Habitat for Humanity Unveils Solar House

Houstonians this weekend can get a look at a new home that's designed not only to save energy, but also to help a working family build a better financial future. Gail Delaughter reports.
In a corner of Northeast Houston, crews are at work laying foundations in Milby Park, a Habitat for Humanity community for low-to-moderate income families working toward home ownership. Nearby, a four-bedroom brick home awaits the arrival of a couple and their four children. But what makes this home different is that is uses solar power. Habitat for Humanity's Stephen Sye explains how panels on the roof connect to an energy inverter, using what known as net metering.

"So all the solar energy that's taken in during the day by the panels is fed to the grid, and so when the family uses from the grid, the meter now monitors how much is generated by the solar panels and how much the family uses. And we net the amount so the family gets a savings from the amount that goes to the grid."

The system was installed with corporate donations, and it's expected to run about 20 years. Sye says it should save the household close to five hundred dollars annually, money that's important to a family making under 33-thousand dollars a year.

"And so we're looking forward to using that savings for them to apply somewhere else, either savings or spending on something they need for the children."


This isn't the first time that Habitat for Humanity has experimented with solar energy, but Sye says this house features the latest technology. And by giving more people access to solar power Sye hopes green energy can become standard practice.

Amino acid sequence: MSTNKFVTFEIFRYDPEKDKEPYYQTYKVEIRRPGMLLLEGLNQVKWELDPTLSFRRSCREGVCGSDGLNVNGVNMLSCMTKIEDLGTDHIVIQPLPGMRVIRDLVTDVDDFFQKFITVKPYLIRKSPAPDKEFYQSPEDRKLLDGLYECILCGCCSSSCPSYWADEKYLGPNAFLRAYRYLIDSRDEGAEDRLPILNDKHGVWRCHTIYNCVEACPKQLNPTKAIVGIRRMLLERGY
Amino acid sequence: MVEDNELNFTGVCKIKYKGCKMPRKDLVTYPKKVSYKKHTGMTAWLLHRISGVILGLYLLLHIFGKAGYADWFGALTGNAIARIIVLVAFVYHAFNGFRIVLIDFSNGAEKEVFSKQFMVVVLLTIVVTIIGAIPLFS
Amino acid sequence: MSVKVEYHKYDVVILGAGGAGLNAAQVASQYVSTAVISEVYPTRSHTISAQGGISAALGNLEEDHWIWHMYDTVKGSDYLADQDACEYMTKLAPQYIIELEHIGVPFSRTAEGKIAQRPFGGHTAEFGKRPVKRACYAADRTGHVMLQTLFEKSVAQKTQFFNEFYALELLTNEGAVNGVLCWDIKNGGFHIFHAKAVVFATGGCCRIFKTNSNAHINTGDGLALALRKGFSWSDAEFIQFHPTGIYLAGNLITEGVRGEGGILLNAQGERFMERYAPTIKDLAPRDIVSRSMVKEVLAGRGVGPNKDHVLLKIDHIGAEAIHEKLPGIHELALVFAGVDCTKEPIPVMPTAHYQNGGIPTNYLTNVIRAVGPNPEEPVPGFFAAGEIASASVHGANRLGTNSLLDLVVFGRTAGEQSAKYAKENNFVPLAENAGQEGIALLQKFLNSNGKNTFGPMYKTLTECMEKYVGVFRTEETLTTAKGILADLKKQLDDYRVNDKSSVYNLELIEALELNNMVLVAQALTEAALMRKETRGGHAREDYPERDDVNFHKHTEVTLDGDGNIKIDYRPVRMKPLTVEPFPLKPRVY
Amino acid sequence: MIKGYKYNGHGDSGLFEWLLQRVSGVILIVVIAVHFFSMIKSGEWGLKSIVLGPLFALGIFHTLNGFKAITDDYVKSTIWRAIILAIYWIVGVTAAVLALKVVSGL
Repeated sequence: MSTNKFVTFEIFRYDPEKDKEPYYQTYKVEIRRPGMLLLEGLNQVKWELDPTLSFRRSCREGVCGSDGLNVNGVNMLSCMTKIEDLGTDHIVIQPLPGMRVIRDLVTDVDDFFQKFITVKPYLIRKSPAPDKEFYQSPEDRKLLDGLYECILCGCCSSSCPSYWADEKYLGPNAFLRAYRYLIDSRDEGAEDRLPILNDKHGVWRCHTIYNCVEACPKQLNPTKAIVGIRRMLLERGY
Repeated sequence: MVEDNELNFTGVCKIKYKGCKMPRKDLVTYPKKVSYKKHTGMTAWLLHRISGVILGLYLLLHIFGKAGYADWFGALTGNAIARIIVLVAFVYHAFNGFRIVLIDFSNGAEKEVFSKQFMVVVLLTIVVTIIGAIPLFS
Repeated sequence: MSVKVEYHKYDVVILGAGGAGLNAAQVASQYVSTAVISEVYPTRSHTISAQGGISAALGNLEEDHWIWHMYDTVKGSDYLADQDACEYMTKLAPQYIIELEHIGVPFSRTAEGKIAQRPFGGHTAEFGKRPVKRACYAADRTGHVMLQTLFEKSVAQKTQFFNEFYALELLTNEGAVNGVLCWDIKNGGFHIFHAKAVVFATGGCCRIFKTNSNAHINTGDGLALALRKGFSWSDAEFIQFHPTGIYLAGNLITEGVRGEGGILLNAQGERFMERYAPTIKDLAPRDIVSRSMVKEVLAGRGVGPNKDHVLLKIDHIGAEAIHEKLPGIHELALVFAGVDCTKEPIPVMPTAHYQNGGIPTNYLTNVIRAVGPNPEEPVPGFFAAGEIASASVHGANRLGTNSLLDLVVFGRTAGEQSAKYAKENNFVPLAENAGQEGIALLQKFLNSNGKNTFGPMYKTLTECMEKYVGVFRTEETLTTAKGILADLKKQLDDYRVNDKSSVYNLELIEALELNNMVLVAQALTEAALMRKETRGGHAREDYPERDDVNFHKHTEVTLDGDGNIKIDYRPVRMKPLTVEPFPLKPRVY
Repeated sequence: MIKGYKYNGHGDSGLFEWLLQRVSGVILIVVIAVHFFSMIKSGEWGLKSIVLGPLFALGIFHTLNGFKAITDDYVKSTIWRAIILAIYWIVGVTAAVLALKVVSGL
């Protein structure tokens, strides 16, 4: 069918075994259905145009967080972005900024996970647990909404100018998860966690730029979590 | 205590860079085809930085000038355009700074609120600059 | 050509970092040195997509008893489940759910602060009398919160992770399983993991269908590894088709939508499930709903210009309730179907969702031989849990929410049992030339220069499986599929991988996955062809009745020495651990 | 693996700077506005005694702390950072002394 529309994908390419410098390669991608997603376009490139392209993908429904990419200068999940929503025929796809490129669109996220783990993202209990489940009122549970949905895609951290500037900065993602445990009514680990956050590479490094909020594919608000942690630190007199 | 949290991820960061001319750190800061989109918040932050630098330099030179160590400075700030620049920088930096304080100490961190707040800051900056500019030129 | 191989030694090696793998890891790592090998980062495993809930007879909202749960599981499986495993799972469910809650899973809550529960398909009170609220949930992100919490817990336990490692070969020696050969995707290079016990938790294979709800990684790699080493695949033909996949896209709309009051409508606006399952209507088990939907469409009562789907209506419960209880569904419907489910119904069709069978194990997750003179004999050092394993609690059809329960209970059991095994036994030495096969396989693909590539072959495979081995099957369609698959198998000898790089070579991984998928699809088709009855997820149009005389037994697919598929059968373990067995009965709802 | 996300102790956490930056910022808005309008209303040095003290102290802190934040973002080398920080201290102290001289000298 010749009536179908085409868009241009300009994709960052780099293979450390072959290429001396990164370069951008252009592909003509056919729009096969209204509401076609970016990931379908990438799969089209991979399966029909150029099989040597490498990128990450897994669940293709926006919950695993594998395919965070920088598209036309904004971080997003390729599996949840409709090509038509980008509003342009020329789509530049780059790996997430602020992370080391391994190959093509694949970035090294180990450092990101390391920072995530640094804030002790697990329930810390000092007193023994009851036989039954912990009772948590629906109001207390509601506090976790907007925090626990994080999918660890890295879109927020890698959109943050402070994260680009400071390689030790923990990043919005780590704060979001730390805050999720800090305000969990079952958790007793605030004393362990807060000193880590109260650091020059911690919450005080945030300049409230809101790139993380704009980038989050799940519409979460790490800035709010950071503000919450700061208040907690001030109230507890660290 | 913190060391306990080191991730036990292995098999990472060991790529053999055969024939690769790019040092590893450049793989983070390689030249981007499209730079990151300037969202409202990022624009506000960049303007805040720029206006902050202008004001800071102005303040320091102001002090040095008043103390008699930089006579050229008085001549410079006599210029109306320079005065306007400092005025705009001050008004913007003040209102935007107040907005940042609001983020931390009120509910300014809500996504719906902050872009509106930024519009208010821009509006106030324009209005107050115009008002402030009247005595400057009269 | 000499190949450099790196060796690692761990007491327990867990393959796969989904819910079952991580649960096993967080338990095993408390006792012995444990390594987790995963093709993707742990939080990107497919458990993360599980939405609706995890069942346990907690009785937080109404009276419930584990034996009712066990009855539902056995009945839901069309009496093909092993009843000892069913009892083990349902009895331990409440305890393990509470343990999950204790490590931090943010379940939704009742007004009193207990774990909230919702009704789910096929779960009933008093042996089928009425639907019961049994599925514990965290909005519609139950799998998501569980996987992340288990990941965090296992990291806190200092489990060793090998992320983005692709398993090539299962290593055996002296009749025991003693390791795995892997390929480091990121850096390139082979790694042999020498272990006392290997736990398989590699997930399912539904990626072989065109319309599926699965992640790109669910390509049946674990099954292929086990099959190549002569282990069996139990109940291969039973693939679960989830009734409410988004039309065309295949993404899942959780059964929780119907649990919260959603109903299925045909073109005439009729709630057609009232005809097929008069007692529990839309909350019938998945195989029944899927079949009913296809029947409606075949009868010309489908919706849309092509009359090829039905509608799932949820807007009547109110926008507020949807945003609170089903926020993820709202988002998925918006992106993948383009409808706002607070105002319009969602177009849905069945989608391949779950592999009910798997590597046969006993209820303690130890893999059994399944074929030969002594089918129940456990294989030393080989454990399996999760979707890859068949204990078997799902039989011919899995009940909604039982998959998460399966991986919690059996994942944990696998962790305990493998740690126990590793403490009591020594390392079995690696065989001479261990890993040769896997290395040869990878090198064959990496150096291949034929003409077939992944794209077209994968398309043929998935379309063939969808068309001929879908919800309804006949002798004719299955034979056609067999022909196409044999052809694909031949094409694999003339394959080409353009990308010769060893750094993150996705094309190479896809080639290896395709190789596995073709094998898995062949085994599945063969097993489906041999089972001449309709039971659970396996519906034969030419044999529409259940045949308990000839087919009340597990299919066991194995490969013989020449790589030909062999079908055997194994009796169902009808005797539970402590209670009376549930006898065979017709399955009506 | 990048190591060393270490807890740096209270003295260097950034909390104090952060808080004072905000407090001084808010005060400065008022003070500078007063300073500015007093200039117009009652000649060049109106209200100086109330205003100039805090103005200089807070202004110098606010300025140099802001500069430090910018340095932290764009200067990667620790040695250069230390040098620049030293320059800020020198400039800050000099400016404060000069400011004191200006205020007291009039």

"So what's it's going to be like when the children of this family are in the classroom, and somebody says, 'Oh, this is what a solar panel looks like and this is a solar inverter.' And that child goes, 'Oh, oh, I've got one in my home.'"

The home also features recycled woods and non-toxic paints. Sye says it's part of Habitat's effort to move toward a higher level of building.

"And in that process it's not just building the home, it's how we construct the home in the community. So we'll be recycling all the waste from the homes and going into the recycle process of stripping the chemicals and putting them into the appropriate places."

The Habitat for Humanity Solar House is one of the stops on this weekend's Houston Solar Tour, sponsored by the American Solar Energy Society.
Bio photo of Gail Delaughter

Gail Delaughter

Transportation Reporter

Gail Delaughter joined KUHF in October 2008 as Saturday morning news anchor and host. A native of New Orleans and a graduate of Southeastern Louisiana University, Gail has extensive experience in Texas and Louisiana as a radio news reporter and morning show anchor and co-host...